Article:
Truth Will Out
Sony Emails: Ben Affleck Tried To Hide A Slave-Owning Ancestor
Further proof you can’t keep a salacious story down.
In the seemingly never ending Internet treasure trove of headline-grabbing hacked Sony emails, purveyor of down and dirty inside details on celebrities and Hollywood in general, another name has been cast upon the altar of salacious sacrifice: Ben “Batman” Affleck.
Turns out when PBS’s Henry Louis Gates, host of the documentary series “Finding Your Roots,” was researching Affleck’s family tree for an episode tracing the star’s lineage, he found a slave owning descendent.
The secret-peddling site, Wikileaks published a searchable database of the Sony emails on April 16, and news organizations wasted little time in trawling through the previously private emails. The U.K.’s Daily Mail first broke the story of how the studio attempted to dissuade Gates from using the segment.
According to the emails, which were between Gates and Sony Pictures chief executive Michael Lynton, Affleck requested the series not run this particular tidbit, leaving Gates in a bit of a moral quandary.
"Here's my dilemma: confidentially, for the first time, one of our guests has asked us to edit out something about one of his ancestors--the fact that he owned slaves. We've never had anyone ever try to censor or edit what we found. He's a megastar. What do we do?" Gates wrote last July, seeking advice from the studio head.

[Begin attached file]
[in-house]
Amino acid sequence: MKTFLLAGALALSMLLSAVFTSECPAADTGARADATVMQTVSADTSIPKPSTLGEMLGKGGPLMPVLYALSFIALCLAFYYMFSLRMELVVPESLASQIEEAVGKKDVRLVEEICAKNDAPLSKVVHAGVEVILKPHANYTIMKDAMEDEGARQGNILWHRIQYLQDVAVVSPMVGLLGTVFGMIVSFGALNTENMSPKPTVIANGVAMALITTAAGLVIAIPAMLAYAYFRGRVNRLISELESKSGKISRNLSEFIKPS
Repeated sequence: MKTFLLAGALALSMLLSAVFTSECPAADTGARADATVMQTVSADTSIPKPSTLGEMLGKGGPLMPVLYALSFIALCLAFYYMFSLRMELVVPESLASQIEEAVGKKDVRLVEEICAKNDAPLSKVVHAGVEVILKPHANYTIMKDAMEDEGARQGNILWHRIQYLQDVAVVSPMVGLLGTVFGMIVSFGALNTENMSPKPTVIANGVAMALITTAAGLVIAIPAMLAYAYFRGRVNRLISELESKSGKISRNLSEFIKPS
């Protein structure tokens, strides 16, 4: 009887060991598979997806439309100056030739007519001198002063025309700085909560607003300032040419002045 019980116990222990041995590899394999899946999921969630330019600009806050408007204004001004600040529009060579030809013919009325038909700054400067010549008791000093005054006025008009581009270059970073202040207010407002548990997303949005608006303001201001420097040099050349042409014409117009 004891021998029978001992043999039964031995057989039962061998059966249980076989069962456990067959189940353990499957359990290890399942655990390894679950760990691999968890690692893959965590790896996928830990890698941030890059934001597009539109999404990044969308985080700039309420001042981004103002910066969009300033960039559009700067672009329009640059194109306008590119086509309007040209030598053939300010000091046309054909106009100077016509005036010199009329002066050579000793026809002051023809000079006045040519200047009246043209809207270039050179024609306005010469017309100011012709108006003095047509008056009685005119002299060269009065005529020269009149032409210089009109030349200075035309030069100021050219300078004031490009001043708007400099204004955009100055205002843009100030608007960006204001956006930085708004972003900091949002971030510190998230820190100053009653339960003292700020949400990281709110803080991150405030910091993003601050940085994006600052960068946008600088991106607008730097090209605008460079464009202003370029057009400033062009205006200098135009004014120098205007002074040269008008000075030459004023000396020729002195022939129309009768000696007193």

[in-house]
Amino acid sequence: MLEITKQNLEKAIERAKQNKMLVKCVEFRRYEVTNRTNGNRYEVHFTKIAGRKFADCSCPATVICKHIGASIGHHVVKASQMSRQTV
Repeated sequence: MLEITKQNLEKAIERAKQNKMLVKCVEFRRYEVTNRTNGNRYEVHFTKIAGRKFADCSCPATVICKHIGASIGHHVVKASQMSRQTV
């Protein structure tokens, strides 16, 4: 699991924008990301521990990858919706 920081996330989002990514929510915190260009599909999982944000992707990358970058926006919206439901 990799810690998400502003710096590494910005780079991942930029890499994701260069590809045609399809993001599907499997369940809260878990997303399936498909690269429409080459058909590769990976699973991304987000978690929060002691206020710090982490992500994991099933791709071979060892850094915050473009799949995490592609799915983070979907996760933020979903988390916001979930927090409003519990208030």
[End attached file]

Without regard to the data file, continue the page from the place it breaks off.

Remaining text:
Lynton responded by saying it depended who knew about the discovery, and that if it wasn’t common knowledge at PBS they should get rid of it. Basically, if no one would catch the cover up, it wasn’t a cover up, right?
The duo eventually decides in the long run that to cave to the star’s wishes would both undermine the show’s credibility and embarrass everyone, including Affleck, should the news ever get out. Which, of course, it did.
In the end, however, the repugnant relative is left on the cutting room floor anyway, though Gates is claiming this is simply a natural byproduct of the editing process.
"For any guest, we always find far more stories about ancestors on their family trees than we ever possibly could use," he said in a statement to the Associated Press, which also reported the story. "We decided to go with the story we used about his fascinating ancestor who became on occultist following the Civil War. This guy's story was totally unusual: we had never discovered someone like him before."